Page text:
Will libel laws change? Supreme Court Justice Clarence Thomas indicated he wants the high court to review libel law in the U.S. Specifically, Thomas said the famous New York Times v Sullivan ruling should be reviewed because it is “policy-driven decisions masquerading as constitutional law,” he argued.
Thomas said “there appears to be little historical evidence suggesting that the New York Times actual-malice rule flows from the original understanding of the First or Fourteenth Amendment,” the New York Times noted.
A copy of his opinion, which only Thomas signed, is published on the Supreme Court’s website. The opinion concerns an appeal of a ruling concerning Kathrine McKee’s allegation that Bill Cosby defamed her in his response to her rape allegations. Thomas notes that McKee was “unable to make that showing” of actual malice and wrote, “I write to explain why, in an appropriate case, we should reconsider the precedents that require courts to ask it in the first place.”
“New York Times and the Court’s decisions extending it were policy-driven decisions masquerading as constitutional law. Instead of simply applying the First Amendment as it was understood by the people who ratified it, the Court fashioned its own “‘federal rule[s]’” by balancing the “competing values at stake in defamation suits.” Gertz, supra, at 334, 348 (quoting New York Times, supra, at 279).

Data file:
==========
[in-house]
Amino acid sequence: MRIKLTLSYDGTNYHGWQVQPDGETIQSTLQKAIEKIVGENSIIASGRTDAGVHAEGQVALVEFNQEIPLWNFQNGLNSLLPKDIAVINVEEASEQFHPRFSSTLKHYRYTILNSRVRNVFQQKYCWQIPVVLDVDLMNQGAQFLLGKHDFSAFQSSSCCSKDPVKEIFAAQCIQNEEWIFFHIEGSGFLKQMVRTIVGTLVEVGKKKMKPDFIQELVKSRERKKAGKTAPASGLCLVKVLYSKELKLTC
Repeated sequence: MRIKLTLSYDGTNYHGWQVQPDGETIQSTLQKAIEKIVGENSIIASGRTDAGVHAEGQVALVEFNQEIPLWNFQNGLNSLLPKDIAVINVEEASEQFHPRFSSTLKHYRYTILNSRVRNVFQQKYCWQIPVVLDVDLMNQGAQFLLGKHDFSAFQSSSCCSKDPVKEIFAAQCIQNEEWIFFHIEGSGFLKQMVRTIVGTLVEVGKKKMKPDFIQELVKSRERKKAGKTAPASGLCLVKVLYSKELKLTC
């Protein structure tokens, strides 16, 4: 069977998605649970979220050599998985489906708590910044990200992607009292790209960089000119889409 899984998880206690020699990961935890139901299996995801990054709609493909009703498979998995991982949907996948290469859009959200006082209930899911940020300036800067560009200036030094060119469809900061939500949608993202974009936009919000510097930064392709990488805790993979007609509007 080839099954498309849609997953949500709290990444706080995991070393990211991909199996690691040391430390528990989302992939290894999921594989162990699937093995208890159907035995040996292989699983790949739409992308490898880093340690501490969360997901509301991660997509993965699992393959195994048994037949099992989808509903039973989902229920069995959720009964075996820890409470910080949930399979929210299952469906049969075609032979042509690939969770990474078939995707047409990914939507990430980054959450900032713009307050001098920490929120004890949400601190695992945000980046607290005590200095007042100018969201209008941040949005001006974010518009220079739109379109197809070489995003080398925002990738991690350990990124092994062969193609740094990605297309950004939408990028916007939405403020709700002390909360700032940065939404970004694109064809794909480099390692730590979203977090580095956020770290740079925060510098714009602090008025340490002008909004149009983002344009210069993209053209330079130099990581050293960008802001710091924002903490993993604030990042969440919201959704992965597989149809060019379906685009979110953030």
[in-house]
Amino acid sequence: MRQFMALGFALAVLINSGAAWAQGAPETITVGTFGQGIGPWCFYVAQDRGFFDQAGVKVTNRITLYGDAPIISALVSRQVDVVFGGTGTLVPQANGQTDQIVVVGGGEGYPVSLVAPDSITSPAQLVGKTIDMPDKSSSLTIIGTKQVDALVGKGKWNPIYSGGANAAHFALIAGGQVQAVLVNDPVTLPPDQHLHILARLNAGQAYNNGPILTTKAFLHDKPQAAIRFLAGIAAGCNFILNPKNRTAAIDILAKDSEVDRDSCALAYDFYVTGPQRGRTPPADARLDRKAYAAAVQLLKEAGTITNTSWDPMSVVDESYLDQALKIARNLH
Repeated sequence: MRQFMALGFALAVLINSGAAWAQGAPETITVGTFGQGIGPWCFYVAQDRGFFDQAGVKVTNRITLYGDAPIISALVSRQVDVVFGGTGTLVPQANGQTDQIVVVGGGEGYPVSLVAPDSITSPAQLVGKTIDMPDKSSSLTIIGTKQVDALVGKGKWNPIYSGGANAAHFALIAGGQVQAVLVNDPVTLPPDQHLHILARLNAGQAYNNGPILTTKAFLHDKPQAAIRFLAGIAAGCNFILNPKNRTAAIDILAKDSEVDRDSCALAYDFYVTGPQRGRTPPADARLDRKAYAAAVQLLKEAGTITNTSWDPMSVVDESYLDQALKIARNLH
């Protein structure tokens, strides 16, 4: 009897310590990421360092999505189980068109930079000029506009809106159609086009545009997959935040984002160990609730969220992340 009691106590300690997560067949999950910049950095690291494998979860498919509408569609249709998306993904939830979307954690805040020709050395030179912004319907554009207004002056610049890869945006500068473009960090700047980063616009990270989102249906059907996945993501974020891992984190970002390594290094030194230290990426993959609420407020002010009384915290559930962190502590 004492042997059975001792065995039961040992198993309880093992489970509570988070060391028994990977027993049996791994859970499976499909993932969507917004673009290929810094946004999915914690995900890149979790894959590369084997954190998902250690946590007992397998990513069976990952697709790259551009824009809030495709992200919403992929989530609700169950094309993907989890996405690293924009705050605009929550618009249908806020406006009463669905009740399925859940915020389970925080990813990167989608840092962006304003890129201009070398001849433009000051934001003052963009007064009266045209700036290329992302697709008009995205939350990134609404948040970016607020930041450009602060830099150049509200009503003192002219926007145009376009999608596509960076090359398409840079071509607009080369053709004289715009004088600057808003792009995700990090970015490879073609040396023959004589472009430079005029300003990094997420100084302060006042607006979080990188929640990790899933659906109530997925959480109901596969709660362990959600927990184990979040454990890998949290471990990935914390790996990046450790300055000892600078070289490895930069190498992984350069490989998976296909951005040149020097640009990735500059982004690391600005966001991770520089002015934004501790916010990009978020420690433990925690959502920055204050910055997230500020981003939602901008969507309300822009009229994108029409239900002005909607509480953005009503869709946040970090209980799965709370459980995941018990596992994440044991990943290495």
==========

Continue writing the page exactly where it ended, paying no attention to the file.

We should not continue to reflexively apply this policy-driven approach to the Constitution. Instead, we should carefully examine the original meaning of the First and Fourteenth Amendments. If the Constitution does not require public figures to satisfy an actual-malice standard in state-law defamation suits, then neither should we.”
Further Thomas argued, “there are sound reasons to question whether either the First or Fourteenth Amendment, as originally understood, encompasses an actual-malice standard for public figures or otherwise displaces vast swaths of state defamation law.”
The New York Times explained, “In Justice Thomas’s view, the First Amendment did nothing to limit the authority of states to protect the reputations of their citizens and leaders as they saw fit. When the First Amendment was ratified, he wrote, many states made it quite easy to sue for libel in civil actions and to prosecute libel as a crime. That was, he wrote, as it should be.”